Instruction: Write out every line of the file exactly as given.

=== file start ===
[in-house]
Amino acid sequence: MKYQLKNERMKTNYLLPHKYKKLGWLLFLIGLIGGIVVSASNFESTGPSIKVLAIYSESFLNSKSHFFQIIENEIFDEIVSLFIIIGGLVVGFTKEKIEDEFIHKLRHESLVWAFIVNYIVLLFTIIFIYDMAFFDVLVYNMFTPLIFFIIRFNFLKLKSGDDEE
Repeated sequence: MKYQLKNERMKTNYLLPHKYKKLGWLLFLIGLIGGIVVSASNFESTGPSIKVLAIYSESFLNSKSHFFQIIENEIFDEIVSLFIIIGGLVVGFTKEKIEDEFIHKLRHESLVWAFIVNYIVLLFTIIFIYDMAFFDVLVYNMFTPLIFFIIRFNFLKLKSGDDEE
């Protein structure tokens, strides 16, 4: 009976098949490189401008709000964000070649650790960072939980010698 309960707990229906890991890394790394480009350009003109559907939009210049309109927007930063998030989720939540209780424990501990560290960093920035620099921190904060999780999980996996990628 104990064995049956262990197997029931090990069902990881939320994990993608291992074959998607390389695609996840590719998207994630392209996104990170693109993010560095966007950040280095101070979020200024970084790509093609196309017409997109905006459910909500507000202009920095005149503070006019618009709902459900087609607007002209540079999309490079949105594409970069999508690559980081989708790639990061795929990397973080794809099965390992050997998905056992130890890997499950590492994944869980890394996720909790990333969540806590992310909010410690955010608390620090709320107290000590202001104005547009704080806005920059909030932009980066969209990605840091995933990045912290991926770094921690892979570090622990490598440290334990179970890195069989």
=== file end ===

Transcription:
[in-house]
Amino acid sequence: MKYQLKNERMKTNYLLPHKYKKLGWLLFLIGLIGGIVVSASNFESTGPSIKVLAIYSESFLNSKSHFFQIIENEIFDEIVSLFIIIGGLVVGFTKEKIEDEFIHKLRHESLVWAFIVNYIVLLFTIIFIYDMAFFDVLVYNMFTPLIFFIIRFNFLKLKSGDDEE
Repeated sequence: MKYQLKNERMKTNYLLPHKYKKLGWLLFLIGLIGGIVVSASNFESTGPSIKVLAIYSESFLNSKSHFFQIIENEIFDEIVSLFIIIGGLVVGFTKEKIEDEFIHKLRHESLVWAFIVNYIVLLFTIIFIYDMAFFDVLVYNMFTPLIFFIIRFNFLKLKSGDDEE
């Protein structure tokens, strides 16, 4: 009976098949490189401008709000964000070649650790960072939980010698 309960707990229906890991890394790394480009350009003109559907939009210049309109927007930063998030989720939540209780424990501990560290960093920035620099921190904060999780999980996996990628 104990064995049956262990197997029931090990069902990881939320994990993608291992074959998607390389695609996840590719998207994630392209996104990170693109993010560095966007950040280095101070979020200024970084790509093609196309017409997109905006459910909500507000202009920095005149503070006019618009709902459900087609607007002209540079999309490079949105594409970069999508690559980081989708790639990061795929990397973080794809099965390992050997998905056992130890890997499950590492994944869980890394996720909790990333969540806590992310909010410690955010608390620090709320107290000590202001104005547009704080806005920059909030932009980066969209990605840091995933990045912290991926770094921690892979570090622990490598440290334990179970890195069989």